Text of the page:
The dry spring must be obvious to anyone who’s been out and about, watching dust stirred on each step through the meadow. The rain may yet come and temporarily delay our migratory fish runs from time to turbulent time until water temps rise to between 67 and 70 degrees. Then, typically early June, shad stop running upriver and establish stationary spawning lairs, where females deposit their eggs and males fertilize them. The fertilized eggs then hatch into mid-summer Connecticut River progeny that mature or are devoured by predators until late fall, when survivors head for the ocean to join adult schools and ultimately become members of future shad runs as 3- to 6-year-old adults. Most shad die after spawning.

Veteran shad anglers like late Easthampton Fishing Hall of Famer Bob Thibido — a well-known local roofer whose vanity plate read “Shad King” — will tell you that the large, mature 5- and 6-year-old lunkers seem to be most available early. After that, anglers are more apt to catch 3- and 4-year-old fish, and some precocious 2-year-old males that trend smaller. Trophy shad weigh seven to 10 pounds, while, unless something’s changed in recent years, average size during the peak run is around 4½ pounds. Thibobo’s 1986 world record caught in Holyoke tipped the scales at 11 pounds, 4 ounces.

Fish recently lifted over Holyoke dam are at this time somewhere between there and Turners Falls, be they in the main stem or off sampling tributaries like the Deerfield River, smaller streams like the Mill and Sawmill rivers, or even the mouths of Sugarloaf and Clapp brooks when the outflow is strong enough to attract them.

Soon these upstream travelers will gain access to the upper river above Turners Falls, where the power-station fish-passageways are set to open by the weekend. The end of the road has always been Bellows Falls, Vt., first as the site of an impassable natural “Great Falls,” and now a manmade power and flood-control dam.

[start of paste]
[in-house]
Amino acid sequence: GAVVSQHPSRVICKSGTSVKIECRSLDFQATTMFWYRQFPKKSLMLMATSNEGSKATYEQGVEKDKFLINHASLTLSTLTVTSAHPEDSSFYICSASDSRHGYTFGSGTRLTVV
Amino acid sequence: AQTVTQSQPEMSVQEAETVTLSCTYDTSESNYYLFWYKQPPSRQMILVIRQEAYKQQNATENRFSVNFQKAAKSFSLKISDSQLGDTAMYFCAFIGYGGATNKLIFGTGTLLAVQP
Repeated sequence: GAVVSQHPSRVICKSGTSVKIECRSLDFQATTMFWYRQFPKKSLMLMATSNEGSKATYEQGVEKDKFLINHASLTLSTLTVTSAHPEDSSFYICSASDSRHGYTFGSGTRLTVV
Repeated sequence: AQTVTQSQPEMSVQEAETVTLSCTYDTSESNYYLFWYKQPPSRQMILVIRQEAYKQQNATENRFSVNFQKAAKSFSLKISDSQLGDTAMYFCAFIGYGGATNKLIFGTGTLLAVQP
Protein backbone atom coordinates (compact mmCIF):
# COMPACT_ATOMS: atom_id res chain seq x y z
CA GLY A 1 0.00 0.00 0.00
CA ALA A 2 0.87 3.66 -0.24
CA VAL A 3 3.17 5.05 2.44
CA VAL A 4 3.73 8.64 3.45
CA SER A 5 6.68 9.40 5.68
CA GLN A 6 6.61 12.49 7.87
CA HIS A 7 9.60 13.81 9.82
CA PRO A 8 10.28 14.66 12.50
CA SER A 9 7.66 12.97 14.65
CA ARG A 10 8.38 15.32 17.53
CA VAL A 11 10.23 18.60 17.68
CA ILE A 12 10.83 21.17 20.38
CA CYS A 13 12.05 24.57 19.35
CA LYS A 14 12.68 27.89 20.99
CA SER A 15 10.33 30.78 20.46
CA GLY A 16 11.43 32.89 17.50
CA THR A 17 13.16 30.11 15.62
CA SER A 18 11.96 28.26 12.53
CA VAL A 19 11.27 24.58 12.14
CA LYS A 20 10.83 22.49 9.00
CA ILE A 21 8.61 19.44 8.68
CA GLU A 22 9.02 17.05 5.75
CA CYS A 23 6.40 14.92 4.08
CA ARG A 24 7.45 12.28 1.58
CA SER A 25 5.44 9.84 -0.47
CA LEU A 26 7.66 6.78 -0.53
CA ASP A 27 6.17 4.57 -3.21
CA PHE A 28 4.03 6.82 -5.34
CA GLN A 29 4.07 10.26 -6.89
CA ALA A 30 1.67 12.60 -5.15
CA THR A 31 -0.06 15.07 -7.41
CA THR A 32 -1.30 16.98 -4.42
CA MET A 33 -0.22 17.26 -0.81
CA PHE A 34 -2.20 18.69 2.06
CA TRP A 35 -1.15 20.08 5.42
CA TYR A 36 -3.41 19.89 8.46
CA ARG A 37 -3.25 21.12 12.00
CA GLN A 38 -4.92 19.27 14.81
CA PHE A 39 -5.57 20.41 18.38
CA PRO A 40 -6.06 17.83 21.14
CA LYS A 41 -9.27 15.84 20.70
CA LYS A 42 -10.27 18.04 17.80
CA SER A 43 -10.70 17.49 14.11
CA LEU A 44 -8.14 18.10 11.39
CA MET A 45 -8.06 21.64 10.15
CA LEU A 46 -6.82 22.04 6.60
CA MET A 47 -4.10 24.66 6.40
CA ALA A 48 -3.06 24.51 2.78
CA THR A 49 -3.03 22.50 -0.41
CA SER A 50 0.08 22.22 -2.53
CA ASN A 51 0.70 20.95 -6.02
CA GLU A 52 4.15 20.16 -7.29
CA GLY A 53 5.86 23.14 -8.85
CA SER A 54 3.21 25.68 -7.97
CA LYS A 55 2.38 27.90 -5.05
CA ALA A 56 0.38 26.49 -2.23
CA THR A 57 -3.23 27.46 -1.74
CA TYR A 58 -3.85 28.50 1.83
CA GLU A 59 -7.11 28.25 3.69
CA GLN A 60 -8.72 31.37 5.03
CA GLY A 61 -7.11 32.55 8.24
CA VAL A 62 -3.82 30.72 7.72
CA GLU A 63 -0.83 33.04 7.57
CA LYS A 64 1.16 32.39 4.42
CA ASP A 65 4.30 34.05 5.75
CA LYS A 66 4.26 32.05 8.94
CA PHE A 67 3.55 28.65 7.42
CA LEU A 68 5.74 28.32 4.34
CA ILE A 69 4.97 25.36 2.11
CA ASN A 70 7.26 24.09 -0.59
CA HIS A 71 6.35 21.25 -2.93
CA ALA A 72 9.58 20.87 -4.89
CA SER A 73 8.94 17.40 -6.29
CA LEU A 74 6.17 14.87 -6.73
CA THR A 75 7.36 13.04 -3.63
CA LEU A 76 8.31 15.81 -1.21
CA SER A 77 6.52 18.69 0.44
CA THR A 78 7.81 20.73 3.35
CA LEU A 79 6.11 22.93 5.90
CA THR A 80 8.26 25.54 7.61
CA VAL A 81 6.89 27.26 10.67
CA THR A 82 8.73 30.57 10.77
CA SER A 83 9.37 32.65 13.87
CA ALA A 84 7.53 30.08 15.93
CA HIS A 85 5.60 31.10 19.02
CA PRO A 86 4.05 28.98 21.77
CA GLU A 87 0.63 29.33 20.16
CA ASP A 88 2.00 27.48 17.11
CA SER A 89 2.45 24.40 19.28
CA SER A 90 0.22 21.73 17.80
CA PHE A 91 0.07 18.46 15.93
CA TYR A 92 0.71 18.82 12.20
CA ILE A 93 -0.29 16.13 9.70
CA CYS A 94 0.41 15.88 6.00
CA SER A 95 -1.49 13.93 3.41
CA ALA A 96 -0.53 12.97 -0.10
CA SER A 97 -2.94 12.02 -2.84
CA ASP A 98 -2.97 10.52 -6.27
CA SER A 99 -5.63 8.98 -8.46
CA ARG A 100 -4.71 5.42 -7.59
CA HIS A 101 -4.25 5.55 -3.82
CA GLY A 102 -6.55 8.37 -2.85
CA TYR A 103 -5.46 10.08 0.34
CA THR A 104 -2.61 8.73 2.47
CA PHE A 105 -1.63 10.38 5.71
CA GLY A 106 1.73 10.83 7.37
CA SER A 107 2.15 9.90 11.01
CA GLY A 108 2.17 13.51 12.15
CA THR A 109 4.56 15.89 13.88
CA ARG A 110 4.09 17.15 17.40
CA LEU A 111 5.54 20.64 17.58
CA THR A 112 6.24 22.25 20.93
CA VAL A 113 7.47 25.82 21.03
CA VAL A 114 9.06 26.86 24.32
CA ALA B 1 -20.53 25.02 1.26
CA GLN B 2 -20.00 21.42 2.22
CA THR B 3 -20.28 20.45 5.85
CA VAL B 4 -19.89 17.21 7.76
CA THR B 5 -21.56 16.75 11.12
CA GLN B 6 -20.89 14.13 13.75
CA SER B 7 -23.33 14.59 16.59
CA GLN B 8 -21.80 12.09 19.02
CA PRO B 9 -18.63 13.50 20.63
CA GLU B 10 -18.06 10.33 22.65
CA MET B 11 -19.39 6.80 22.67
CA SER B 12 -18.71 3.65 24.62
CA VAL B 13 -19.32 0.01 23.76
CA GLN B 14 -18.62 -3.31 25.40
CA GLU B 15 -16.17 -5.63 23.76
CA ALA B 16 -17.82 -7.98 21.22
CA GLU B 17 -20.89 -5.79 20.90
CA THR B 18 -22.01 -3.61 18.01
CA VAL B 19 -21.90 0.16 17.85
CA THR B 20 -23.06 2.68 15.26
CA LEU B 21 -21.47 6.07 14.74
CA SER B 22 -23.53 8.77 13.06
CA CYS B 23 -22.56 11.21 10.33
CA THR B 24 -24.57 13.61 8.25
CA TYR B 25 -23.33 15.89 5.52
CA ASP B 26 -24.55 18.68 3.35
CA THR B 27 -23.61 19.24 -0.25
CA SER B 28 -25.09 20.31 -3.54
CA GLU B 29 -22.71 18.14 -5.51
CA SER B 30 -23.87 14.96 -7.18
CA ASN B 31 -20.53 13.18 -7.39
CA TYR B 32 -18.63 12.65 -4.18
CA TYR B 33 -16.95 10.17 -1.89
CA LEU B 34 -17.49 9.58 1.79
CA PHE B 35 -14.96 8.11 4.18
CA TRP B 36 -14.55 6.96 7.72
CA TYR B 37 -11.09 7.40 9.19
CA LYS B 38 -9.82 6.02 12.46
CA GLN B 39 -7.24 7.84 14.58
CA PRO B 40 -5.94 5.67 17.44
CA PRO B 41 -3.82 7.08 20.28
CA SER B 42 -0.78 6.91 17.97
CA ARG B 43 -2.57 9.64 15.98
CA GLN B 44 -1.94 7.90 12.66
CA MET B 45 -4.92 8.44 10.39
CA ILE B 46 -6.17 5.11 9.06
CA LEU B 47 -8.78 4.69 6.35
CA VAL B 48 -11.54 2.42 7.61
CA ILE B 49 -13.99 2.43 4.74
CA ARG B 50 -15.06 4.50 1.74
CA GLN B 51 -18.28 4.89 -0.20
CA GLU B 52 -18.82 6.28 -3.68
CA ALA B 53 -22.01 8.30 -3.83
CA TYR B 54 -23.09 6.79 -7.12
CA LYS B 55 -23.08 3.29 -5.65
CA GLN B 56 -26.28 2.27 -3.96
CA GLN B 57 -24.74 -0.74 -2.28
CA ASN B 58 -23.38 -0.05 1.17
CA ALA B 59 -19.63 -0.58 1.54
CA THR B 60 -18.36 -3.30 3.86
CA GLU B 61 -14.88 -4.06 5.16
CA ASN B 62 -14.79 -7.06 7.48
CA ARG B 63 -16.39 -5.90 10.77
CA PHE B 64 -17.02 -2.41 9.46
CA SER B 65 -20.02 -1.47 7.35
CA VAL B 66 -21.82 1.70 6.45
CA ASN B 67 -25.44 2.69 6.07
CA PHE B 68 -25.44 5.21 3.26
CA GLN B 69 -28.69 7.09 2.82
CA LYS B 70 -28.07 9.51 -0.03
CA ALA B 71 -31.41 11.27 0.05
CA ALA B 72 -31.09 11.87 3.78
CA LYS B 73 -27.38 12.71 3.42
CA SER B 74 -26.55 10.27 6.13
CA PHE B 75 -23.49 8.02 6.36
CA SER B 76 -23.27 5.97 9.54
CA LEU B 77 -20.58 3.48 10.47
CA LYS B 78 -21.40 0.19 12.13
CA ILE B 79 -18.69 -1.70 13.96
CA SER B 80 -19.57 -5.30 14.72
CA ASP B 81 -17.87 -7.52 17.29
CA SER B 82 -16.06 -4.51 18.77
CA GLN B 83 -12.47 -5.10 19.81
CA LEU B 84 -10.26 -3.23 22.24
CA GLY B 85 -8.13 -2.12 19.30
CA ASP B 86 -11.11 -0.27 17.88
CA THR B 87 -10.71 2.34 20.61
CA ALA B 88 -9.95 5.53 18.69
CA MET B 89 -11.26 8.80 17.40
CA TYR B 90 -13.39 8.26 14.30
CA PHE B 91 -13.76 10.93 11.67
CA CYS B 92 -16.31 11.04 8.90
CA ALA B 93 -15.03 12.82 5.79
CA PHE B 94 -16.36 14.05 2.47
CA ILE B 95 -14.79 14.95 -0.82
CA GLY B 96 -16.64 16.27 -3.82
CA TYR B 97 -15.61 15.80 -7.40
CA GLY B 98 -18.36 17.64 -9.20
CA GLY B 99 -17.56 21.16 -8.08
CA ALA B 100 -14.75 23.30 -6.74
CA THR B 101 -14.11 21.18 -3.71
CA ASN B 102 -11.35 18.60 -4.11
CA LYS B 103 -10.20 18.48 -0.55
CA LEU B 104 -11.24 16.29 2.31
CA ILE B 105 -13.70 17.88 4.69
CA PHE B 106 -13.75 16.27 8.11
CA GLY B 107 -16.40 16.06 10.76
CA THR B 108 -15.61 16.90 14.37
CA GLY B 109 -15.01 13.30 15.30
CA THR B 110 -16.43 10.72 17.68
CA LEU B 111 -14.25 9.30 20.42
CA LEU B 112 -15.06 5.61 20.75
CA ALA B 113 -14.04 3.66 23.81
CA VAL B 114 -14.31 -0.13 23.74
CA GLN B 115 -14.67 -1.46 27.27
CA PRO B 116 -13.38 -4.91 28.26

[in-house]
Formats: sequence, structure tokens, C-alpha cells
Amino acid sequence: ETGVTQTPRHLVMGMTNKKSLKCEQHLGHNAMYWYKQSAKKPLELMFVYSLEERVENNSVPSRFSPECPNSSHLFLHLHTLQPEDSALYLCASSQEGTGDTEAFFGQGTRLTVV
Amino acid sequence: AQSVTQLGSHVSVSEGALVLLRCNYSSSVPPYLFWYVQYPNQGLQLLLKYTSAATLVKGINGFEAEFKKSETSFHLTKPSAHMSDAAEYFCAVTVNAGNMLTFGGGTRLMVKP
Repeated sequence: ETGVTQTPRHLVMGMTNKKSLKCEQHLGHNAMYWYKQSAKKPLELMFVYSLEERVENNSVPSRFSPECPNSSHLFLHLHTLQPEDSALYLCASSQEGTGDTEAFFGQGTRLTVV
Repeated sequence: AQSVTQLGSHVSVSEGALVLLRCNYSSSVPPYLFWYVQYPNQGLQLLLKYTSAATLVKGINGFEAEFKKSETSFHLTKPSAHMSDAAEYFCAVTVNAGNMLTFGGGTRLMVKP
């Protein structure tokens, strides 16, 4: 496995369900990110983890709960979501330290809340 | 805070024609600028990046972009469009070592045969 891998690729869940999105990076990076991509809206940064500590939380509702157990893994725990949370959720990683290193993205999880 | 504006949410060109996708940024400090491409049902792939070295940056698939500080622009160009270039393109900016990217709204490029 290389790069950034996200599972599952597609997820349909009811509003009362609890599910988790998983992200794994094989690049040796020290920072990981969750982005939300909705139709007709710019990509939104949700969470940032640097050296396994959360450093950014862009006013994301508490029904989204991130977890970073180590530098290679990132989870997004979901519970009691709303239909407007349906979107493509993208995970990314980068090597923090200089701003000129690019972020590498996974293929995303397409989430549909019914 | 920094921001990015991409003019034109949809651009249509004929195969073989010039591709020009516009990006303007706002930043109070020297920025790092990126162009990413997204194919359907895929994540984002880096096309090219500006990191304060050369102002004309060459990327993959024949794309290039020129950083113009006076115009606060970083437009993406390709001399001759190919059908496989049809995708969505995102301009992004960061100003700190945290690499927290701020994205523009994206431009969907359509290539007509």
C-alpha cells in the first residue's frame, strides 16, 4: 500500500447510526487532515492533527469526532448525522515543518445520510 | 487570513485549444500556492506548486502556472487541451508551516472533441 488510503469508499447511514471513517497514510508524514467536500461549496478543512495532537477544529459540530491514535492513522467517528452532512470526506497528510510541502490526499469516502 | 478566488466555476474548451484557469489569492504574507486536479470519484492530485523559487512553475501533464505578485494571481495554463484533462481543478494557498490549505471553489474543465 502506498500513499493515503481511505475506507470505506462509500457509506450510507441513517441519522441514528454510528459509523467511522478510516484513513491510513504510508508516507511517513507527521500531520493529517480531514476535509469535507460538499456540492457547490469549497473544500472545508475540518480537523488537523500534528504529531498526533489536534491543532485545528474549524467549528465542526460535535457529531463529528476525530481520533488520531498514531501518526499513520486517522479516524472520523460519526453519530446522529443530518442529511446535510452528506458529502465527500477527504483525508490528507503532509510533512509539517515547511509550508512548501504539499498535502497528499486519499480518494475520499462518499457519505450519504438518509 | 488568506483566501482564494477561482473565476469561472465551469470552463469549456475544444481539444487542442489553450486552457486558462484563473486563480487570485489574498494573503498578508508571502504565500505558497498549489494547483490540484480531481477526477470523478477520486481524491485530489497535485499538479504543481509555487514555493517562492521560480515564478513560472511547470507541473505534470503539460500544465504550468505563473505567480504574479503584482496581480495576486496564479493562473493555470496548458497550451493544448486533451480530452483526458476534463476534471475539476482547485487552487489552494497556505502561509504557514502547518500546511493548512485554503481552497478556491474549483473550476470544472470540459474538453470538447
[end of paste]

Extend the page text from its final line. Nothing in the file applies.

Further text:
Since fish passageways were constructed and annual fish-counts began in 1967, the mean annual numbers to pass the various obstacles along the way look like this, according to USFW figures: Rainbow Dam (Farmington River, Conn.) 491, DTI/Westfield 3,251, Holyoke dam 309,119, Turners Falls dam, 14,773, and Vernon, Vt. dam, 7,264.

The four-week, 24-day Massachusetts spring wild turkey hunting season opens Monday and closes on May 21, and hunters are as optimistic as optimistic can be following a mild winter of high temperatures, low mortality and plentiful wild and nutritious feed, especially acorns, which were available on the snowless forest floor of sunny slopes most of the winter. The result should be some mighty healthy monster gobblers in the 20- to 23-pound class.

Plus, longbeards should indeed be sporting long, full beards dangling from their breasts, again due to a lack of deep snow in much of the county. Deep snow and the muddy spring mess that follows tends to rot long beards that drag on the ground at times, but that was pretty-much a non-factor this past winter.

So expect a bountiful season with many trophy birds. Yes, it could be one of those years, minus some yet-to-be-discovered virus or plague that could rain on the parade. Expect another record.

Gary Sanderson is a senior-active member of the outdoor writers associations of America and New England. Email, gary@oldtavernfarm.com; blog, www.tavernfare.com.